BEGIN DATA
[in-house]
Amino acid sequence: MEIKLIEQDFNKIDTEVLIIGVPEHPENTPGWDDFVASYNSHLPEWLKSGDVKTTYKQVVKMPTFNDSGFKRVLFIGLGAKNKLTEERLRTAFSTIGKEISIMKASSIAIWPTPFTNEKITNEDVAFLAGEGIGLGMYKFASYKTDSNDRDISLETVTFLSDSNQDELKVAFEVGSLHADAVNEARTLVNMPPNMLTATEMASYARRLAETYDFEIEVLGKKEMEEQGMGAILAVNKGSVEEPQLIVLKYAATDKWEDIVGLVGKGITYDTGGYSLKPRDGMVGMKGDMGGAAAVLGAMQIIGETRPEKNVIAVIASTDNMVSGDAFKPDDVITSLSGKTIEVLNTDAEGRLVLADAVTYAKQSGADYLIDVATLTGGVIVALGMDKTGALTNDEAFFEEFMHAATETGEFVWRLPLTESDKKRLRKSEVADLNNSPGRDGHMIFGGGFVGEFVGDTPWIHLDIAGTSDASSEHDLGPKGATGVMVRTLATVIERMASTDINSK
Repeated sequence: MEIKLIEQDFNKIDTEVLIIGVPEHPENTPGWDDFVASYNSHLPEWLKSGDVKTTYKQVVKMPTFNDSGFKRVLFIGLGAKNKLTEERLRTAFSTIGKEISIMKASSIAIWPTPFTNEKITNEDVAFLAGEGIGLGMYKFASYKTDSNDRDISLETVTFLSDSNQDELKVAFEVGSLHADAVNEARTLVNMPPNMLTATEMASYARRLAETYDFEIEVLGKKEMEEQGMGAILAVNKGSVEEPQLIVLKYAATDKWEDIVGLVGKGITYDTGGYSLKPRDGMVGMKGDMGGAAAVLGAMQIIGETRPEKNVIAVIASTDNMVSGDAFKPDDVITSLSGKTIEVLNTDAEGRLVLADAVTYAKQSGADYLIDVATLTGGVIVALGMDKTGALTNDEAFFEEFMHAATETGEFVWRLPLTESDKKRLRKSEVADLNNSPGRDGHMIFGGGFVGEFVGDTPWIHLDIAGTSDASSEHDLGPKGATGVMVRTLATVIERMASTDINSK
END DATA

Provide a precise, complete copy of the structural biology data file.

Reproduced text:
[in-house]
Amino acid sequence: MEIKLIEQDFNKIDTEVLIIGVPEHPENTPGWDDFVASYNSHLPEWLKSGDVKTTYKQVVKMPTFNDSGFKRVLFIGLGAKNKLTEERLRTAFSTIGKEISIMKASSIAIWPTPFTNEKITNEDVAFLAGEGIGLGMYKFASYKTDSNDRDISLETVTFLSDSNQDELKVAFEVGSLHADAVNEARTLVNMPPNMLTATEMASYARRLAETYDFEIEVLGKKEMEEQGMGAILAVNKGSVEEPQLIVLKYAATDKWEDIVGLVGKGITYDTGGYSLKPRDGMVGMKGDMGGAAAVLGAMQIIGETRPEKNVIAVIASTDNMVSGDAFKPDDVITSLSGKTIEVLNTDAEGRLVLADAVTYAKQSGADYLIDVATLTGGVIVALGMDKTGALTNDEAFFEEFMHAATETGEFVWRLPLTESDKKRLRKSEVADLNNSPGRDGHMIFGGGFVGEFVGDTPWIHLDIAGTSDASSEHDLGPKGATGVMVRTLATVIERMASTDINSK
Repeated sequence: MEIKLIEQDFNKIDTEVLIIGVPEHPENTPGWDDFVASYNSHLPEWLKSGDVKTTYKQVVKMPTFNDSGFKRVLFIGLGAKNKLTEERLRTAFSTIGKEISIMKASSIAIWPTPFTNEKITNEDVAFLAGEGIGLGMYKFASYKTDSNDRDISLETVTFLSDSNQDELKVAFEVGSLHADAVNEARTLVNMPPNMLTATEMASYARRLAETYDFEIEVLGKKEMEEQGMGAILAVNKGSVEEPQLIVLKYAATDKWEDIVGLVGKGITYDTGGYSLKPRDGMVGMKGDMGGAAAVLGAMQIIGETRPEKNVIAVIASTDNMVSGDAFKPDDVITSLSGKTIEVLNTDAEGRLVLADAVTYAKQSGADYLIDVATLTGGVIVALGMDKTGALTNDEAFFEEFMHAATETGEFVWRLPLTESDKKRLRKSEVADLNNSPGRDGHMIFGGGFVGEFVGDTPWIHLDIAGTSDASSEHDLGPKGATGVMVRTLATVIERMASTDINSK